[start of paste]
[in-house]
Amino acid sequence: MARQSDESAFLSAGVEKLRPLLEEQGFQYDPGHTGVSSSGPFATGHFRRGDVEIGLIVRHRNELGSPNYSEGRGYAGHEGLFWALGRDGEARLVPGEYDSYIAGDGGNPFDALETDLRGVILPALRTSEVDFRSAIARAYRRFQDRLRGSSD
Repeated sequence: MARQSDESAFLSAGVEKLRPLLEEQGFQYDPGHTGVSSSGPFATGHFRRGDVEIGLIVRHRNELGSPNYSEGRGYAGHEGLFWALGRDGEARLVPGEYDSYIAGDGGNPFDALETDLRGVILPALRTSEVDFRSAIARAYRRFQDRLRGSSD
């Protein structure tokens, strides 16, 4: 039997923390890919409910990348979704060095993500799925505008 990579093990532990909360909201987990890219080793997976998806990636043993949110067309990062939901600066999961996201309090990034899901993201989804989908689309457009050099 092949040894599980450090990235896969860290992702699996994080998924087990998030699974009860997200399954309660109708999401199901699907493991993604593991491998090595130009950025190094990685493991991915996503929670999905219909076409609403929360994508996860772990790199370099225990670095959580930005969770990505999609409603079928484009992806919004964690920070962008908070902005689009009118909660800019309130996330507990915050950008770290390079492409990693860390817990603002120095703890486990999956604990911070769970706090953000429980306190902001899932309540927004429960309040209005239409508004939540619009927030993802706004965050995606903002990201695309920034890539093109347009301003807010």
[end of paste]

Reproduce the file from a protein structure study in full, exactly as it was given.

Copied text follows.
[in-house]
Amino acid sequence: MARQSDESAFLSAGVEKLRPLLEEQGFQYDPGHTGVSSSGPFATGHFRRGDVEIGLIVRHRNELGSPNYSEGRGYAGHEGLFWALGRDGEARLVPGEYDSYIAGDGGNPFDALETDLRGVILPALRTSEVDFRSAIARAYRRFQDRLRGSSD
Repeated sequence: MARQSDESAFLSAGVEKLRPLLEEQGFQYDPGHTGVSSSGPFATGHFRRGDVEIGLIVRHRNELGSPNYSEGRGYAGHEGLFWALGRDGEARLVPGEYDSYIAGDGGNPFDALETDLRGVILPALRTSEVDFRSAIARAYRRFQDRLRGSSD
């Protein structure tokens, strides 16, 4: 039997923390890919409910990348979704060095993500799925505008 990579093990532990909360909201987990890219080793997976998806990636043993949110067309990062939901600066999961996201309090990034899901993201989804989908689309457009050099 092949040894599980450090990235896969860290992702699996994080998924087990998030699974009860997200399954309660109708999401199901699907493991993604593991491998090595130009950025190094990685493991991915996503929670999905219909076409609403929360994508996860772990790199370099225990670095959580930005969770990505999609409603079928484009992806919004964690920070962008908070902005689009009118909660800019309130996330507990915050950008770290390079492409990693860390817990603002120095703890486990999956604990911070769970706090953000429980306190902001899932309540927004429960309040209005239409508004939540619009927030993802706004965050995606903002990201695309920034890539093109347009301003807010």